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June 25, 2005
WKRN-TV Gets It, They Really Get It
Lostremote is reporting from Gnomedex about the future of media and Terry Heaton talks about what WKRN in Nashville is doing (The WKRN-TV 'Breakthrough'). Read the whole thing, but this really caught my attention:
On July 17th, WKRN's chief photographer will host a video workshop for bloggers -- which will become a monthly event. Twenty bloggers or so are signed up to learn tricks of the trade so they can become better photographers.
By the end of the summer, Heaton says WKRN will offer portions of raw news video online that fall under Creative Commons (this is a first for a local TV station). The crowd applauded. "[We're] involving the citizenry of Nashville in producing our news," he said.
Now that is really something. Teaching and sharing. That is the future of news.
Related news also from lostremote, WKRN-TV to Switch to VJs.
The Nashville ABC affiliate is expected to announce on Monday that the station is switching to the video journalist (VJ) model of news -- reporters who shoot and edit their own video.UPDATE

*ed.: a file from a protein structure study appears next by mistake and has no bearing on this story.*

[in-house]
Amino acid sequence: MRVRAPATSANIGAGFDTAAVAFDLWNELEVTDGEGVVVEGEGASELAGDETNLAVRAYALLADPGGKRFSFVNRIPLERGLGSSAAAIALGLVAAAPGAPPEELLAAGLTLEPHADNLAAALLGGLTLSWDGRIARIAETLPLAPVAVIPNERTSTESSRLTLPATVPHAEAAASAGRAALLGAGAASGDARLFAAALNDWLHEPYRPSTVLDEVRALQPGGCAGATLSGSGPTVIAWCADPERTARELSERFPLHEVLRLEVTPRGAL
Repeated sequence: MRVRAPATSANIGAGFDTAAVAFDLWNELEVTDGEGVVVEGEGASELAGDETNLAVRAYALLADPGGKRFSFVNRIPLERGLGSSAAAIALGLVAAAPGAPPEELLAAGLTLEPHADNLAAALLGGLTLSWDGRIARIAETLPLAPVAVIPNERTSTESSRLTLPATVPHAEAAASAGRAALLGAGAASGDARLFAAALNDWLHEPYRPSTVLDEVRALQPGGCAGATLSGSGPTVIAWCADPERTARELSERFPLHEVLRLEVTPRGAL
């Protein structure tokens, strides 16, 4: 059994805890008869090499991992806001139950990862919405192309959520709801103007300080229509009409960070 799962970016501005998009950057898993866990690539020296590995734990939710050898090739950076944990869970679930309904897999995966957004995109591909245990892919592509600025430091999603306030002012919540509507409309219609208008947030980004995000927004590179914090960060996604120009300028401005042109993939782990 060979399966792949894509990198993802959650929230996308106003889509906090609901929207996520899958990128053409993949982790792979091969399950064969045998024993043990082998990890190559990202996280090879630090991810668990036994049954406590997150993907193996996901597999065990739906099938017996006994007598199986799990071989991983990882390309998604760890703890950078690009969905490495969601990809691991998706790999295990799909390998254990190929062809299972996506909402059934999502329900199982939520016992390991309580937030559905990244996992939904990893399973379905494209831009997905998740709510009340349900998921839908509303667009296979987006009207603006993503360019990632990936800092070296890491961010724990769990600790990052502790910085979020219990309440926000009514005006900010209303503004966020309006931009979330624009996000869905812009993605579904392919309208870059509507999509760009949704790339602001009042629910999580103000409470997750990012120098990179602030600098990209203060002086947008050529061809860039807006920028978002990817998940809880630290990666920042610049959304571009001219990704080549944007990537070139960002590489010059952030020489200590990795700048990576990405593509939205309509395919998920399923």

Viewfinder Blues, an actual VJ, discusses how this change is being taken by various of his colleagues, and what it might portend for TV news (The Age of Convergence (Part 2)).
Imagine a TV newsroom where even the top anchor schleps gear, thus tarnishing the artifice of suave superiority inherent in the dapper newsreader model. While thats not likely to happen, one aspect of the changing times does excite me: the gradual transformation of local correspondents from overdressed poseurs to blue-collar news gatherers. Blasphemy you say? Perhaps, but a newscast focused more on stories than storytellers is one even I might watch. Might.
But I digress. What will most probably transpire is an amalgamation of the fears and concerns wafting over the internet right now. Depth and aesthetics WILL suffer, at least until practitioners of these new methods get the formula right. Even then, TV news wont be the same. Higher story counts will be delivered with far cruder execution. Smaller, lighter lenses will open up new frontiers, but it will be a bumpy, often out-of-focus ride. Reporters will still go live(!) for no apparent reason, but they may be a little more out of breath from shooting and editing their own stuff. Legions of reporters and photogs opposed to cross-training will leave the fold, making room for a new generation of loners with lenses who will merrily take their place. Not so long from now, this group of 21st century newsies will sit around their magic laptops, wi-fi wristbands and sat-dish jetpacks, and wonder what all the fuss was about.
Read the whole thing.
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